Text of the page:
You may have noticed Google’s ongoing tribute to Sesame Street this week – featuring iconic characters such as Big Bird, Bert & Ernie, Cookie Monster and Elmo. Yesterday’s homepage showcased The Count, which really got me thinking about the number of ways that Sesame Street has influenced our lives over the years.
In The Tipping Point, Malcolm Gladwell analyzes the ‘Stickiness Factor’ of Sesame Street, explaining how the makers of the show use robust research to tailor programs that are able to hold the short attention span of their target audience. By employing repetitive messaging, writers are able to actually have the kids walk away remembering something. But I think Sesame Street’s significance goes beyond letters and numbers and segment recall.
Its content and characters have often served as a supplement to pop culture and a political meter of the times. Remember when Mr. Hooper died of AIDS, and the scandal behind Bert & Ernie living together? Or when stars like Michael Jordan, Gloria Estefan or even Chris Brown were featured? You know you’ve made it in Hollywood if you end up sitting on the stoop on Sesame Street, chatting it up with Big Bird and Elmo.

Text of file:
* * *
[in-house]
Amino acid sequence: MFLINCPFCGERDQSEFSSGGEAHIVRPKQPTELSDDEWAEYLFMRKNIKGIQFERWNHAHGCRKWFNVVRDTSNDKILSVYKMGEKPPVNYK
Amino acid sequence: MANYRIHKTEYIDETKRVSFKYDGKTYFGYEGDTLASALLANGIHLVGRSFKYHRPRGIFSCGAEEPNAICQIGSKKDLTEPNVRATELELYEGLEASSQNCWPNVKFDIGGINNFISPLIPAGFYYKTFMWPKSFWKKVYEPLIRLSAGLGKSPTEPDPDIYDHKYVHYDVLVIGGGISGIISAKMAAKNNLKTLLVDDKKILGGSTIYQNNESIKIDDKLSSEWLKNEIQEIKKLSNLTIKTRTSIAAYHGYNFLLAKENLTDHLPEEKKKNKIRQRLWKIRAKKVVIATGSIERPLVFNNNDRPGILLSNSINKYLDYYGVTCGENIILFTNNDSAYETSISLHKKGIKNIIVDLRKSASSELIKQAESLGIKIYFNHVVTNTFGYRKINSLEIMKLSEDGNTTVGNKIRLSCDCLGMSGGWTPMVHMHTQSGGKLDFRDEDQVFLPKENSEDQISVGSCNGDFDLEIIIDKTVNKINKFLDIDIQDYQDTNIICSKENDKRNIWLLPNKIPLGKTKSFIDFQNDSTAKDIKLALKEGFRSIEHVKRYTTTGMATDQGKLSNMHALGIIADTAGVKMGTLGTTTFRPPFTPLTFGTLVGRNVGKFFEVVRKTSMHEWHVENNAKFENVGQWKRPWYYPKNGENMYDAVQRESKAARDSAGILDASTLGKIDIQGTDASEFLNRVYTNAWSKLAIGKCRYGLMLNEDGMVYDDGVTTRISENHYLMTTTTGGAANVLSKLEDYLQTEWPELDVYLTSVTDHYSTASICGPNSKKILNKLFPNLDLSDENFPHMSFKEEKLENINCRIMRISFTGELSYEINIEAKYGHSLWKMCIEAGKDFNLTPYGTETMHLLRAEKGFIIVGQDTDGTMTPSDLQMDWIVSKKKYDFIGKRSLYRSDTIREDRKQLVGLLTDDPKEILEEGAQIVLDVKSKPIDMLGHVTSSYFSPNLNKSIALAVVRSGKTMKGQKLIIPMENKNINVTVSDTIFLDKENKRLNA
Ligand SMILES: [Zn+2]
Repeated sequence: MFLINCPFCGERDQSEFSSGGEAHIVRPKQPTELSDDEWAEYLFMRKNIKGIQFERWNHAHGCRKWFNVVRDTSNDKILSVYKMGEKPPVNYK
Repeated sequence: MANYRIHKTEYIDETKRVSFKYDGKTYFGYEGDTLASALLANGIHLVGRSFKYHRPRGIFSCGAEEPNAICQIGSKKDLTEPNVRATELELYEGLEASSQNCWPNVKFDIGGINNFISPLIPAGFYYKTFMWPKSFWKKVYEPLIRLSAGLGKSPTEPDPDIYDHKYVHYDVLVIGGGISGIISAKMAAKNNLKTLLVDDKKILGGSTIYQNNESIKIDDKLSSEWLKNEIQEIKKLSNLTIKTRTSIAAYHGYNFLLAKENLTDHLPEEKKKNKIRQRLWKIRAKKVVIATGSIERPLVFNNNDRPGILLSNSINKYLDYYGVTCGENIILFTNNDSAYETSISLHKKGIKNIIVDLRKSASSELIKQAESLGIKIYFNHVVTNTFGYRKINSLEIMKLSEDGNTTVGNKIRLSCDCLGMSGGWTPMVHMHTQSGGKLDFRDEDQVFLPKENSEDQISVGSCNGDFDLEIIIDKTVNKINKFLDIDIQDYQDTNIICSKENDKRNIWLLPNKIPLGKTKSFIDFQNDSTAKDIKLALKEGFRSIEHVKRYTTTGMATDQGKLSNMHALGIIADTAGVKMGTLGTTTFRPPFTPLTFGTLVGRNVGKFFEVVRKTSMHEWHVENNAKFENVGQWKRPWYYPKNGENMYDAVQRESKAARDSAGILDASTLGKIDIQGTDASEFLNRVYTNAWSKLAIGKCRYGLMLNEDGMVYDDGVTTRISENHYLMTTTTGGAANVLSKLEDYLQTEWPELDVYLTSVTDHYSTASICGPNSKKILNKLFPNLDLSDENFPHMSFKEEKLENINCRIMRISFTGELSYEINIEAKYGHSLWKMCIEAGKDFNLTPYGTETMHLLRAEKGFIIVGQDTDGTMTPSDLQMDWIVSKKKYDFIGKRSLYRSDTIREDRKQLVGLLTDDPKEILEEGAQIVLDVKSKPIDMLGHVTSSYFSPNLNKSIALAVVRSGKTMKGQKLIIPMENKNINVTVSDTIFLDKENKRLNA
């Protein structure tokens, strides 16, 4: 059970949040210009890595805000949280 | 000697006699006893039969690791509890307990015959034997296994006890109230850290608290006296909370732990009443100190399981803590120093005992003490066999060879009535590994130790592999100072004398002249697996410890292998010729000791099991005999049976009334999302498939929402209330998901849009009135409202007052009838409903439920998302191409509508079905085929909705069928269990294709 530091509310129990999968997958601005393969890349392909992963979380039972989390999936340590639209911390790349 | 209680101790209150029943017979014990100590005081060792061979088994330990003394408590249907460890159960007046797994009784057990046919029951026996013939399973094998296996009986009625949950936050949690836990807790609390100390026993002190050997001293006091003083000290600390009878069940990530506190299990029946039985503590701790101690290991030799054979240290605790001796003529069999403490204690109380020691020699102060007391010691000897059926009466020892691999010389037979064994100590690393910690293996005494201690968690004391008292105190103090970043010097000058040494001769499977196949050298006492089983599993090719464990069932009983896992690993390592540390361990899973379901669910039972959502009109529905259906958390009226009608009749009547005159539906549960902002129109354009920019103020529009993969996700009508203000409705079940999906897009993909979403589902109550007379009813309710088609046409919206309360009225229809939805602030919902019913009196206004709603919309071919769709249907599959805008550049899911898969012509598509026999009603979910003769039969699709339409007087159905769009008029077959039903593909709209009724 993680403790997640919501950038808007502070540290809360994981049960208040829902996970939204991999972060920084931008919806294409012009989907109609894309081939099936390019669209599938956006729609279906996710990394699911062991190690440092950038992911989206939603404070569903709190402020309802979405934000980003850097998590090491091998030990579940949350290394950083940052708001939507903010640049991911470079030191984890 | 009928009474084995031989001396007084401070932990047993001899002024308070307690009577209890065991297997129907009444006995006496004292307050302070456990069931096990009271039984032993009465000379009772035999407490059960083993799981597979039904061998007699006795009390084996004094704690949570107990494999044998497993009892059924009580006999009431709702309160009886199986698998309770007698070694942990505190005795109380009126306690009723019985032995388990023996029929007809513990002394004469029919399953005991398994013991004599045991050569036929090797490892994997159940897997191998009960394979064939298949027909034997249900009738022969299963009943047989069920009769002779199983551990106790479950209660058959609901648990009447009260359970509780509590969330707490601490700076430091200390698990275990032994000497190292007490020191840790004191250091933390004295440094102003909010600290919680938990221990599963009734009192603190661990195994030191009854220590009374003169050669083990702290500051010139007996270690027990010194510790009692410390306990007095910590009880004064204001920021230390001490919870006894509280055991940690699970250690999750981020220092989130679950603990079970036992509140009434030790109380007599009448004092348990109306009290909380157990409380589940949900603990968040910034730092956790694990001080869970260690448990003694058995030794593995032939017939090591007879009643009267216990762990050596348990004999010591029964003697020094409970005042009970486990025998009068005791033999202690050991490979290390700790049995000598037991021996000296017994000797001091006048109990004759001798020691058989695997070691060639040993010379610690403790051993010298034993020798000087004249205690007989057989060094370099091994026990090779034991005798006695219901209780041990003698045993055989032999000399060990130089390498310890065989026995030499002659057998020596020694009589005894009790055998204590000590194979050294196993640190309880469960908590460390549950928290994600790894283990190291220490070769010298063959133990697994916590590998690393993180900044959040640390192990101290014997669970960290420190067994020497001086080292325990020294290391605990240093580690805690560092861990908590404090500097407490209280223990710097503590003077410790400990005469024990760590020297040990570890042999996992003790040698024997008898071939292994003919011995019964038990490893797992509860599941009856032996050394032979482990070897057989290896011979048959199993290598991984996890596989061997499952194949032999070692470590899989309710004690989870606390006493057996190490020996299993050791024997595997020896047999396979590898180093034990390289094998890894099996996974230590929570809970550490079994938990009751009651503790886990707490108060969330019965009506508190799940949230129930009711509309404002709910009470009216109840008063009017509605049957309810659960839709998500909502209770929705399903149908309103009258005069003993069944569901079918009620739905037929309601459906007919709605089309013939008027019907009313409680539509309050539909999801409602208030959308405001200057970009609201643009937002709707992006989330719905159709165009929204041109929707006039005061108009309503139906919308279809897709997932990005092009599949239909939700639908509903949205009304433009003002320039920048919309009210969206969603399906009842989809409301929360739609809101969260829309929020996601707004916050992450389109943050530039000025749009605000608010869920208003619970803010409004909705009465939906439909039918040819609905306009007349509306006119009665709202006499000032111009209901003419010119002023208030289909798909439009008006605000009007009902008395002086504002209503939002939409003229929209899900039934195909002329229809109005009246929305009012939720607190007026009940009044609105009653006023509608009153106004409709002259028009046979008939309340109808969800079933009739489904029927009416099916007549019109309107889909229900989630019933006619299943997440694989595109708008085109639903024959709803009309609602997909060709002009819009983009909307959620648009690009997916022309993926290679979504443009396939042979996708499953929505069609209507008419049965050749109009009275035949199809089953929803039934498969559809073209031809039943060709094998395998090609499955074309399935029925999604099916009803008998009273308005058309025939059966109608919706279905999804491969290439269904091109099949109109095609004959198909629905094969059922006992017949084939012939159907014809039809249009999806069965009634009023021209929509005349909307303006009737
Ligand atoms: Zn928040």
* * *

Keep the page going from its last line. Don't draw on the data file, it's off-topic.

One of my most recent favorites was when Feist appeared to perform a re-make of her song “1,2,3,4”—revised to count to the number four with Monsters and Penguins on the show. The producers of Sesame Street understand that kids these days absorb far more media than children thirty (or even ten) years ago. To acknowledge this new attentiveness to media, they are integrating elements of pop culture and technology back into their show to keep viewers engaged.
Just take a look at the show’s website: They understand that kids are online early, and have developed a host of interactive games for children (along with tools for parents). Elmo’s Keyboard-O-Rama keeps children engaged by reacting to the letter or number they press on their computer keyboards. There is even a customizable section for you and your child.
From the beginning, Sesame Street has excelled at creating characters that people develop lasting connections with. I still feel connected to the characters on the show, and still wonder if anyone will ever believe Big Bird that Snaffalupagus exists. But it’s the show’s winning mix of endearing characters and cultural relevancy that makes it uniquely successful.
Whether Sesame Street employs pop culture (as with Feist’s “1,2,3,4”) or pop culture employs Sesame Street (as with this interesting post outlining five blogging techniques that one can learn from the show, there’s no doubt that the show continues to stay current.
From marketing proof for Gladwell’s "Stickiness Factor" to CopyBlogger’s social media lessons, Sesame Street’s reach continues to defy the rules of children’s programming (whilst still creating genuine, lifelong connections).
Happy 40th Anniversary Sesame Street!
Check out Big Bird’s appearance on Jimmy Kimmel Live:
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